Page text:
They need life to return to normal, and that is for us to bring.

They need business to return to normal, and that is for us to bring.

Working stiff, to working stiff.

Cruise the Caribbean some other year.

This year, cruise I-40, cruise I-80, cruise I-70…and when you see the “amber waves of grain,” stop.

Get out and buy stuff from the working stiffs like yourself.

You want to settle this balance of trade thing…buy a few bags of tomatoes from the roadside stand of a farmer who lost everything in the storm.

You want to settle this balance of trade thing…leave a big tip for the restaurant singer in Branson, leave it so she can pay the roofer to pull the blue tarp off and start putting the roofing back on her house.

You want to settle this balance of trade thing…buy roses for the old flower lady on her knees.

“…wherever this flag’s flown…”

I was here last year when the floods came, almost came for me. Saw bridges being closed, roads being closed, saw mean faces in the sky, saw the ugly skies.

I saw homes under water.

I saw businesses under water.

I met a man who told me his house, “was underwater,” I didn’t know what to say, just looked at him, touched his arm, put my pen and reporters notebook away and just asked, just said, “Sorry…is there anything I can do.”

“Nope…gotta wait until the water goes down.”

“Then what.”

“Rebuild her.”

I don’t know a person who lives in this city. Probably not even in the entire county.

But it was those two words that brought me back. To be honest, I have to cover 3 Bassmaster Opens, they can be any 3, but it was those two words that made me pick, here.

“Rebuild her.”

I came back here, because I fled here.

I came back here, to do this story.

I came back here, for the people of this town who have had to face back to back disasters, one from the water, one from the sky.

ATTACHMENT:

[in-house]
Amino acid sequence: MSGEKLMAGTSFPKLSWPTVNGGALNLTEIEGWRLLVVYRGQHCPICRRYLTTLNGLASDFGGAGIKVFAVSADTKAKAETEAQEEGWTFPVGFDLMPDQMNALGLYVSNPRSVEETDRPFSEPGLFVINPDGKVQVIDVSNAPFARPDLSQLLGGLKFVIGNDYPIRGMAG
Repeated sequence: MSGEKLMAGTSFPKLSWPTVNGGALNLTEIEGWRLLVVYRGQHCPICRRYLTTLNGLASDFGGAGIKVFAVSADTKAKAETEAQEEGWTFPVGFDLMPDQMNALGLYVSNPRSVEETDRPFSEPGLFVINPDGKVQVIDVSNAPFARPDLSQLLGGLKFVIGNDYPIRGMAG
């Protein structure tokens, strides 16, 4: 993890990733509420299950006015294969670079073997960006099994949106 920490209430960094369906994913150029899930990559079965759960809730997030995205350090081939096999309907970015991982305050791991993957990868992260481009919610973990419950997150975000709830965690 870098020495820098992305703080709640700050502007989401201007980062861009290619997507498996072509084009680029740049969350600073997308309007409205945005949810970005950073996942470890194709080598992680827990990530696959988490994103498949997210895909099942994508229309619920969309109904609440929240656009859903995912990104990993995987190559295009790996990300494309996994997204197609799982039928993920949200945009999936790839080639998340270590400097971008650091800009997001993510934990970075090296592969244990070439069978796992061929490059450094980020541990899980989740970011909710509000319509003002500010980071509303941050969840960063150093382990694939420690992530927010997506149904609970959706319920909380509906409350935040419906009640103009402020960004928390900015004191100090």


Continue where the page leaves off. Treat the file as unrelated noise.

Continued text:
I came back here because B.A.S.S did as well, with all the lakes around, they didn’t have to come back, but back they came…twice now.

I don’t normally give a shout out to the bosses of B.A.S.S, ‘cept now, because they did the right thing.

After fleeing the floods, they came back.  Even when they heard about the recent tornado strike.

“You can notice some damage around here from the tornado,” Bassmaster Opens Tournament Director Chris Bowes told me while also trying to eye if I had a charge card to pay for dinner tonight. “It is still full-service around here, places to eat, places to stay, shows to enjoy. There was never a doubt in my mind about coming back here, never a doubt.”

For an hour and a half I sat behind the B.A.S.S. registration table…and watched America come through the door.

We have 170 boats…340 anglers…and they came here from: all over Missouri, Oklahoma, Texas, Arizona, Illinois, Kentucky, Colorado, Arkansas, Ohio, Washington, Nevada, Wisconsin.

One dude came from Canada.

One dude, and it stunned me, one dude came from Queensland, Australia.  Carl Jocumsen, “It took me 18 hours in a plane and three hours driving.”

More than 15 hotels are being used.  Several campgrounds.  The Ramada alone told us they got 250 room nights, “at a real time of need.”

“…we take care of our own…”

The other day I went to breakfast at some restaurant with old taxi cabs out front…looked like a throwback to the ’50s.  Went there with Elite angler Kevin Short’s wife Kerry as K-Pink was out practicing.

It was 9:15 a.m.

And inside, a lady was singing, putting on a show for the few people eating breakfast.

Off to the side was a glass vase.

The glass vase had a handwritten sign on it that said this, “The singers only get paid in tips.”

In the vase, was 3-bucks.

The lady who sang Country Western during breakfast isn’t named…Cher.

She isn’t named…Celine.

Nor is she Bette.

Her name, is Melissa.

And she sings.

She sings for tips.

She does not have a 3-dollar voice.  She does not have a 3-dollar heart.  If the restaurant was filled, so would be her jar.

You and me, we are the farmer selling roadside corn amongst the amber waves.

You and me, we are the flower lady who bends on stiff knees to care for daisies.

You and me, we are Melissa.

We hold the key to the 3-dollar tip jar.

Forget not the people of the storm just because the cameras leave.

Because they are us.

If not for the Heartland, there would be no coasts.

From sea to shining sea, lies our soul.

And crown thy good, for each other.

Till all success, fills the 3-buck tip jar.

For the flower lady.

For the farmer.

For the breakfast singer.

I tossed 5 bucks into the 3-dollar jar.

Not because I particularly like Country Music.

I did it because…

…this is the Heart-Land.

Every damn inch of it.

“Wherever this flag’s flown
We take care of our own.”

“We Take Care of Our Own”

Bruce Springsteen